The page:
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Good Government Groups Push for Nonpartisan Panel to Find FEC Commissioners 

They wrote to the White House and Senate leadership on Monday urging the speedy restoration of a quorum and then a panel to help fill the remaining seats.

A coalition of good government groups on Monday called on the White House and Senate leadership to restore a quorum at the Federal Election Commission, so it can resume its duties ahead of the 2020 election, and then establish a non-partisan panel to find the rest of the commissioners.

In a letter, the nonprofit Campaign Legal Center, along with 20 other groups, stressed the importance of having a fully functioning agency to enforce the nation's campaign finance laws, but discouraged a rush to appoint a full slate commissioners who might not be dedicated to the agency’s mission. They offered a counter-approach to a bipartisan group of campaign finance lawyers’ letter to the White House and congressional leaders on Jan. 6 urging officials to “immediately” nominate and confirm the commissioners. 

“We support restoring the FEC’s quorum in advance of the 2020 election...But for the remaining vacancies, a nonpartisan blue-ribbon panel should be established to identify qualified candidates for the president’s potential nomination, and the Senate should decline to confirm any nominee who is not drawn from the panel’s recommendations,” the groups wrote. “Under no circumstances should the president nominate or the Senate confirm any individual who is opposed—whether for ideological, professional, or any other reason—to the enforcement of the duly enacted laws and regulations that protect the transparency and fairness of our elections.”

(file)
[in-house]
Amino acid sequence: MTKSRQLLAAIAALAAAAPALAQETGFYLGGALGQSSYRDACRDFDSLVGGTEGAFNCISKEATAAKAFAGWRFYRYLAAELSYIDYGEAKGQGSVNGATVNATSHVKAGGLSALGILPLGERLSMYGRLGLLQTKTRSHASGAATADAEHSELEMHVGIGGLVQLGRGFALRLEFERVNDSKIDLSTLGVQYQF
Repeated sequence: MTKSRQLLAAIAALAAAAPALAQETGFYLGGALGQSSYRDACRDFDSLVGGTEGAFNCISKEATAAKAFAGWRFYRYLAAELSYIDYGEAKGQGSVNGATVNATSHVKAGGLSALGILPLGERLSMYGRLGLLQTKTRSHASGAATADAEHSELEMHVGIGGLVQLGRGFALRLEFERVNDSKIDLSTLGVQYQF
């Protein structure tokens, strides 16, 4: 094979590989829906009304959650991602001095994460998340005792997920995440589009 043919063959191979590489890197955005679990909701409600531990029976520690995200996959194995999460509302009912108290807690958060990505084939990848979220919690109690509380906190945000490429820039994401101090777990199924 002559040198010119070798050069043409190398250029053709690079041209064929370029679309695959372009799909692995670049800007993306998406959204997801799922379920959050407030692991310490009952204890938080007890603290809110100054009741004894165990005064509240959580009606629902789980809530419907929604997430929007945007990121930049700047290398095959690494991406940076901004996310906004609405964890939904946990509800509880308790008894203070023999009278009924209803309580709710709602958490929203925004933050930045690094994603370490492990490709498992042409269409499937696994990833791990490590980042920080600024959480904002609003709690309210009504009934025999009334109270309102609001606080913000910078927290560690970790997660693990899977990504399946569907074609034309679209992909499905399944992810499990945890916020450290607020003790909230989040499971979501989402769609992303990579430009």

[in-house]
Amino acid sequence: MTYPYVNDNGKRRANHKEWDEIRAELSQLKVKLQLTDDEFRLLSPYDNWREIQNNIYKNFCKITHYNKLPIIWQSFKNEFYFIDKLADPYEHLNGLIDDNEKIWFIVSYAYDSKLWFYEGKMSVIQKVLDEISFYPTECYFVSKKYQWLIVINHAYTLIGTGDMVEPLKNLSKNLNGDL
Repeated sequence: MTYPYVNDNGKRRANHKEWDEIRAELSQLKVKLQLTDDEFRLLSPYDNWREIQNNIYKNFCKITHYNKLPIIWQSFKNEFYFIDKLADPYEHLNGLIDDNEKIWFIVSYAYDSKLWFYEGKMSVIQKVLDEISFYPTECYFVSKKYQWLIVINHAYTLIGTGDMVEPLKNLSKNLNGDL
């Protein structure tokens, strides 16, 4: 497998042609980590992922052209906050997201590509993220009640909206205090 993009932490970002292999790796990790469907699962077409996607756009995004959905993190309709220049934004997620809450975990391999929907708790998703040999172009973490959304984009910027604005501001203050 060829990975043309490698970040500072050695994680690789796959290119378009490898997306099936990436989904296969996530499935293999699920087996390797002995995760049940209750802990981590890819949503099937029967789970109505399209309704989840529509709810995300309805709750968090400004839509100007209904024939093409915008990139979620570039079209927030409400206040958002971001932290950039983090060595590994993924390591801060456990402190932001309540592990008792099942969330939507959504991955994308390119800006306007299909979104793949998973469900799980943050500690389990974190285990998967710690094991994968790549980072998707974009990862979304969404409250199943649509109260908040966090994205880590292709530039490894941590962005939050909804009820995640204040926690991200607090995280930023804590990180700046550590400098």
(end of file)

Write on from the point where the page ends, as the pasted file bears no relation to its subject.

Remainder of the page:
Adav Noti, Campaign Legal Center senior director of trial litigation and chief of staff, told Government Executive that good government groups have been advocating for this panel for a while. “I think there are a pretty good number of well-respected election lawyers who have skin in the game who could serve on a selection panel,” he said. “You could also have former judges who are familiar with the area of law.” A provision to create such a panel was in the democracy reform “2019 For the People Act” (H.R. 1) that the House passed last March.

The FEC has been without a quorum following the September resignation of Vice Chairman Matthew Petersen. The commission, which is supposed to have a six-member board, needs four members to hold meetings, start audits, create news rules and impose fines on those who violate campaign finance laws. The remaining three commissioners’ terms have expired, but they are remaining until replacements are confirmed. 

The groups argued that “the FEC’s problems preceded its recent absence of a quorum [and] those problems stem largely from the historical practice of nominating and confirming commissioners who are ideologically opposed to the mission of the agency and who block enforcement of our nation’s anti-corruption laws.” The Campaign Legal Center said problems the agency faces are lack of persistent quorums, deadlock votes on enforcement matters and some commissioners allegedly opposing the agency's mission. 

In September 2017, President Trump tapped Texas attorney Trey Trainor to be a commissioner, but the Senate has not voted on him yet.  The Senate has a tradition of voting on a Democrat and Republican together, Noti said. The Center for Public Integrity reported that the Democrats recommended the White House select Shana Broussard, an attorney and executive assistant to independent FEC commissioner Steven Walther, but there hasn’t been a formal nomination.

“We’re already seeing” the risks of not having a fully functioning FEC, Noti said. “There is a perception that there is no cop on the beat” for campaign spending. Additionally, he said public confidence in the democratic process is affected, especially after Russian interference attempts in the 2016 election and the House impeached Trump for allegedly holding up security aid to Ukraine until it investigated his political rivals.